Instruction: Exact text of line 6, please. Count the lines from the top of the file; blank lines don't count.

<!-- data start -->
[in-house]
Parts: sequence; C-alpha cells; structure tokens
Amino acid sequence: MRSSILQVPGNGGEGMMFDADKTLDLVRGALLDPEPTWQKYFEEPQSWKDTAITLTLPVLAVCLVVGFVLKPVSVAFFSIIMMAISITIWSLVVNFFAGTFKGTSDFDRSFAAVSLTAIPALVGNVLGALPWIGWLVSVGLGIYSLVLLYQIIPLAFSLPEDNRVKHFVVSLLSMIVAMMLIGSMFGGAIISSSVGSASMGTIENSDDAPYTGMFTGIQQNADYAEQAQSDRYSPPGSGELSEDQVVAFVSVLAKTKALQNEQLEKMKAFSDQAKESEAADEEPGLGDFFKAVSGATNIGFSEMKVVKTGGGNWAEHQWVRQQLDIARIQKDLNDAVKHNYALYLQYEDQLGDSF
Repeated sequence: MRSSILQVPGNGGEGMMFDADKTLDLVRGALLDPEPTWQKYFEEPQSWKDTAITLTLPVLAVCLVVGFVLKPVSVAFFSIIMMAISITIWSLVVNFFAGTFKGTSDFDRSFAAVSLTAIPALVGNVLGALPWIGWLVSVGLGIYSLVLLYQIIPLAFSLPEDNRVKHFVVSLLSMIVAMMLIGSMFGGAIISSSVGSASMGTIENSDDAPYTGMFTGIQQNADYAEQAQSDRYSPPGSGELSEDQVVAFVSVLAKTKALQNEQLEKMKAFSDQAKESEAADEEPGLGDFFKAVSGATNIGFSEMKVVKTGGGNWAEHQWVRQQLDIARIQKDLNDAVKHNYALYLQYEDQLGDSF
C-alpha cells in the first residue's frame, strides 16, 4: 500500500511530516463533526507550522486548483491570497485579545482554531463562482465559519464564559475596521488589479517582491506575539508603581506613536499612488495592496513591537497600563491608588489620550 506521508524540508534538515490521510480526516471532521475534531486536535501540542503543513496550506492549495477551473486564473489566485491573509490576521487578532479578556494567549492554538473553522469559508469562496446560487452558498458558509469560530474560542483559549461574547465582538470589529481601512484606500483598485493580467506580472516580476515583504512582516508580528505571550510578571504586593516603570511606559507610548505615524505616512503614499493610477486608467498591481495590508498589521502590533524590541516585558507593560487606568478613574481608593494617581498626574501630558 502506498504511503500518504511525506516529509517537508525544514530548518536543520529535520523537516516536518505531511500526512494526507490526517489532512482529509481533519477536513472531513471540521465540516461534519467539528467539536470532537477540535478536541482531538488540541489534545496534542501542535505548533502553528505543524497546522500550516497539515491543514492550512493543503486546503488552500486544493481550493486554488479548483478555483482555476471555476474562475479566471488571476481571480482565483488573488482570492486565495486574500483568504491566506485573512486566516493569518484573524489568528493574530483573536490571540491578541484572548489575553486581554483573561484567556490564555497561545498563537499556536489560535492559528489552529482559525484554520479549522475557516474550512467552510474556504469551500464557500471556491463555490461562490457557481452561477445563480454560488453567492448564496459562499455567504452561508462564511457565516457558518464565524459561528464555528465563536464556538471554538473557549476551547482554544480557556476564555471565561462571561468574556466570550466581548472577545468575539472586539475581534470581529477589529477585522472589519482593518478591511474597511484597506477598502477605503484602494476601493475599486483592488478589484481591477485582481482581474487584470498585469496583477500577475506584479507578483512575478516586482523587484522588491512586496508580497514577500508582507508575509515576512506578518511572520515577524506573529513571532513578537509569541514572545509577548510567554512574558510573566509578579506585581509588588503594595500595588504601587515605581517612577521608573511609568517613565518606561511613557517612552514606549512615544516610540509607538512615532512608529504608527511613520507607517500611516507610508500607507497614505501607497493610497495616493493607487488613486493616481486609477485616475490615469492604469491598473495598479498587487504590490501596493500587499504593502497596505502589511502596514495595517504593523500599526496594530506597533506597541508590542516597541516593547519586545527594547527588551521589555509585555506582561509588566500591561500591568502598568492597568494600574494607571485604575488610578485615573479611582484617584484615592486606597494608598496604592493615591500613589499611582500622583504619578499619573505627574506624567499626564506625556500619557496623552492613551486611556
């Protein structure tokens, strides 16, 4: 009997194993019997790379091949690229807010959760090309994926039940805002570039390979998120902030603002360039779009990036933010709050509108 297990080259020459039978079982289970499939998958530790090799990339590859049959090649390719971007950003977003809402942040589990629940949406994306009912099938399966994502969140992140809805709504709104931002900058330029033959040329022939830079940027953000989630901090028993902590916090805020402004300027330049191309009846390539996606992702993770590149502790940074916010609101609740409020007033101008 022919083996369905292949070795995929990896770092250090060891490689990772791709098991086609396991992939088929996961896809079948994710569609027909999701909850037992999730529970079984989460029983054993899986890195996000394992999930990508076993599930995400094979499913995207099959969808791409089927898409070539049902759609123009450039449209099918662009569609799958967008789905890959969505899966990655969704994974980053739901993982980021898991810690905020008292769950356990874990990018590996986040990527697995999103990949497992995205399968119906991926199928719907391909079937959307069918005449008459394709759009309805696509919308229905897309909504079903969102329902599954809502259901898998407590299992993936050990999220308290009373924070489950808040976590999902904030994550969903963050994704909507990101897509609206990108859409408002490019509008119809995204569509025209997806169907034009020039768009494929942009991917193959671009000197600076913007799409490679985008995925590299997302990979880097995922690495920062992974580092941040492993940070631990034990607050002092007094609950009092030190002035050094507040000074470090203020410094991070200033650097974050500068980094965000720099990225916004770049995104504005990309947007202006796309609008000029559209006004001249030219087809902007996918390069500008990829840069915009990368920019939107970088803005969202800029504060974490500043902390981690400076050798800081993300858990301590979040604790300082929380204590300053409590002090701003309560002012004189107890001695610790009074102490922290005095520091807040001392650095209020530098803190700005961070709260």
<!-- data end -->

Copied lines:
């Protein structure tokens, strides 16, 4: 009997194993019997790379091949690229807010959760090309994926039940805002570039390979998120902030603002360039779009990036933010709050509108 297990080259020459039978079982289970499939998958530790090799990339590859049959090649390719971007950003977003809402942040589990629940949406994306009912099938399966994502969140992140809805709504709104931002900058330029033959040329022939830079940027953000989630901090028993902590916090805020402004300027330049191309009846390539996606992702993770590149502790940074916010609101609740409020007033101008 022919083996369905292949070795995929990896770092250090060891490689990772791709098991086609396991992939088929996961896809079948994710569609027909999701909850037992999730529970079984989460029983054993899986890195996000394992999930990508076993599930995400094979499913995207099959969808791409089927898409070539049902759609123009450039449209099918662009569609799958967008789905890959969505899966990655969704994974980053739901993982980021898991810690905020008292769950356990874990990018590996986040990527697995999103990949497992995205399968119906991926199928719907391909079937959307069918005449008459394709759009309805696509919308229905897309909504079903969102329902599954809502259901898998407590299992993936050990999220308290009373924070489950808040976590999902904030994550969903963050994704909507990101897509609206990108859409408002490019509008119809995204569509025209997806169907034009020039768009494929942009991917193959671009000197600076913007799409490679985008995925590299997302990979880097995922690495920062992974580092941040492993940070631990034990607050002092007094609950009092030190002035050094507040000074470090203020410094991070200033650097974050500068980094965000720099990225916004770049995104504005990309947007202006796309609008000029559209006004001249030219087809902007996918390069500008990829840069915009990368920019939107970088803005969202800029504060974490500043902390981690400076050798800081993300858990301590979040604790300082929380204590300053409590002090701003309560002012004189107890001695610790009074102490922290005095520091807040001392650095209020530098803190700005961070709260």